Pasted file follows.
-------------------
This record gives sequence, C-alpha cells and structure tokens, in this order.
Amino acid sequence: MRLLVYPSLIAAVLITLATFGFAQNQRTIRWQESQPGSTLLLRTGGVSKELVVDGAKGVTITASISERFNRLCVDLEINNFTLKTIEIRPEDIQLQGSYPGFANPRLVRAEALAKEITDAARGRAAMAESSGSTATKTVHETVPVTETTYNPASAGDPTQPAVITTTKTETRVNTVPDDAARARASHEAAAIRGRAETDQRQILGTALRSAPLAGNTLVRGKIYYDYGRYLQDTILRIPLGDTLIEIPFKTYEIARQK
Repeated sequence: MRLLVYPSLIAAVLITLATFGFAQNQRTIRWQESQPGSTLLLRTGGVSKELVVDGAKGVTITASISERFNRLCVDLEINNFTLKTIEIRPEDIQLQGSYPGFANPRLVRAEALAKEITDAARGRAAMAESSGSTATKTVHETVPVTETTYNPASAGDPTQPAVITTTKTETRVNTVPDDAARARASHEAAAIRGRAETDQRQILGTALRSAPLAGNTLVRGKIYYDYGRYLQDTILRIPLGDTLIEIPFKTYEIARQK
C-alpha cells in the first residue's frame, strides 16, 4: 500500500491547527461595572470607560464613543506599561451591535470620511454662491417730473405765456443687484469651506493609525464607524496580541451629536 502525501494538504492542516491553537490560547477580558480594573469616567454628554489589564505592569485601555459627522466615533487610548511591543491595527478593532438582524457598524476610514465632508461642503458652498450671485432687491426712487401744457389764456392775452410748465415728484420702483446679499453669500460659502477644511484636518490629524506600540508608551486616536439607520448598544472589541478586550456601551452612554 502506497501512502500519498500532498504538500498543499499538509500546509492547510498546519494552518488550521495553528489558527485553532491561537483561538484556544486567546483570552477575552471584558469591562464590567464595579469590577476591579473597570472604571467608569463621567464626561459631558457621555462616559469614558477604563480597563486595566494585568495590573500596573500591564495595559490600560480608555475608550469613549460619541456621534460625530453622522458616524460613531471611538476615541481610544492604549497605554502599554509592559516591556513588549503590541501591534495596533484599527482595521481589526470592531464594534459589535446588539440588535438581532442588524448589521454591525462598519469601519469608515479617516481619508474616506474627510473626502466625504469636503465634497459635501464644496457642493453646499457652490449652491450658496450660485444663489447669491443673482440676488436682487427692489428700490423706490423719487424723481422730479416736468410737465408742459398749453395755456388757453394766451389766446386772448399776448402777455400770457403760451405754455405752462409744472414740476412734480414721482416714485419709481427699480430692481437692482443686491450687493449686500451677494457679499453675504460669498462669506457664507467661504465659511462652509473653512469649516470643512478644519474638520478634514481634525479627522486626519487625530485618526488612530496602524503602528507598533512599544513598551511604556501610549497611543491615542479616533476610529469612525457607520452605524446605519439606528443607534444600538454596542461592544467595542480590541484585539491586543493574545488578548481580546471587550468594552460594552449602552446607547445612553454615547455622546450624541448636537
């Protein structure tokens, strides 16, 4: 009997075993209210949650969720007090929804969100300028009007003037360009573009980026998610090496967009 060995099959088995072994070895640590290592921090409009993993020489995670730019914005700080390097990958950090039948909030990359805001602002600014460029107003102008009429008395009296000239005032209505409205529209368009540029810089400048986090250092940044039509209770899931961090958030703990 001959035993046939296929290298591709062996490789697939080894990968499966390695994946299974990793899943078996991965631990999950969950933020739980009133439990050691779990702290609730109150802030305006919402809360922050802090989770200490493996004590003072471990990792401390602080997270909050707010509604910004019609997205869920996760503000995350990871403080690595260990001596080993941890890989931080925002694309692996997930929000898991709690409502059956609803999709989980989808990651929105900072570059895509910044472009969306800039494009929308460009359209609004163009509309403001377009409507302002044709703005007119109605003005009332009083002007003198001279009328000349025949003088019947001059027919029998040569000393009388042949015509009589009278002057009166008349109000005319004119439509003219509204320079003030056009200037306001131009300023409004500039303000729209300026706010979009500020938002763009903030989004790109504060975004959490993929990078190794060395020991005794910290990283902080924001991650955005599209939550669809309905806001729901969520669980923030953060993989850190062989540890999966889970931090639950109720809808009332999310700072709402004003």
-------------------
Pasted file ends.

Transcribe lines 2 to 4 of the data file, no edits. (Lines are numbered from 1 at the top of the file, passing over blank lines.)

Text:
Amino acid sequence: MRLLVYPSLIAAVLITLATFGFAQNQRTIRWQESQPGSTLLLRTGGVSKELVVDGAKGVTITASISERFNRLCVDLEINNFTLKTIEIRPEDIQLQGSYPGFANPRLVRAEALAKEITDAARGRAAMAESSGSTATKTVHETVPVTETTYNPASAGDPTQPAVITTTKTETRVNTVPDDAARARASHEAAAIRGRAETDQRQILGTALRSAPLAGNTLVRGKIYYDYGRYLQDTILRIPLGDTLIEIPFKTYEIARQK
Repeated sequence: MRLLVYPSLIAAVLITLATFGFAQNQRTIRWQESQPGSTLLLRTGGVSKELVVDGAKGVTITASISERFNRLCVDLEINNFTLKTIEIRPEDIQLQGSYPGFANPRLVRAEALAKEITDAARGRAAMAESSGSTATKTVHETVPVTETTYNPASAGDPTQPAVITTTKTETRVNTVPDDAARARASHEAAAIRGRAETDQRQILGTALRSAPLAGNTLVRGKIYYDYGRYLQDTILRIPLGDTLIEIPFKTYEIARQK
C-alpha cells in the first residue's frame, strides 16, 4: 500500500491547527461595572470607560464613543506599561451591535470620511454662491417730473405765456443687484469651506493609525464607524496580541451629536 502525501494538504492542516491553537490560547477580558480594573469616567454628554489589564505592569485601555459627522466615533487610548511591543491595527478593532438582524457598524476610514465632508461642503458652498450671485432687491426712487401744457389764456392775452410748465415728484420702483446679499453669500460659502477644511484636518490629524506600540508608551486616536439607520448598544472589541478586550456601551452612554 502506497501512502500519498500532498504538500498543499499538509500546509492547510498546519494552518488550521495553528489558527485553532491561537483561538484556544486567546483570552477575552471584558469591562464590567464595579469590577476591579473597570472604571467608569463621567464626561459631558457621555462616559469614558477604563480597563486595566494585568495590573500596573500591564495595559490600560480608555475608550469613549460619541456621534460625530453622522458616524460613531471611538476615541481610544492604549497605554502599554509592559516591556513588549503590541501591534495596533484599527482595521481589526470592531464594534459589535446588539440588535438581532442588524448589521454591525462598519469601519469608515479617516481619508474616506474627510473626502466625504469636503465634497459635501464644496457642493453646499457652490449652491450658496450660485444663489447669491443673482440676488436682487427692489428700490423706490423719487424723481422730479416736468410737465408742459398749453395755456388757453394766451389766446386772448399776448402777455400770457403760451405754455405752462409744472414740476412734480414721482416714485419709481427699480430692481437692482443686491450687493449686500451677494457679499453675504460669498462669506457664507467661504465659511462652509473653512469649516470643512478644519474638520478634514481634525479627522486626519487625530485618526488612530496602524503602528507598533512599544513598551511604556501610549497611543491615542479616533476610529469612525457607520452605524446605519439606528443607534444600538454596542461592544467595542480590541484585539491586543493574545488578548481580546471587550468594552460594552449602552446607547445612553454615547455622546450624541448636537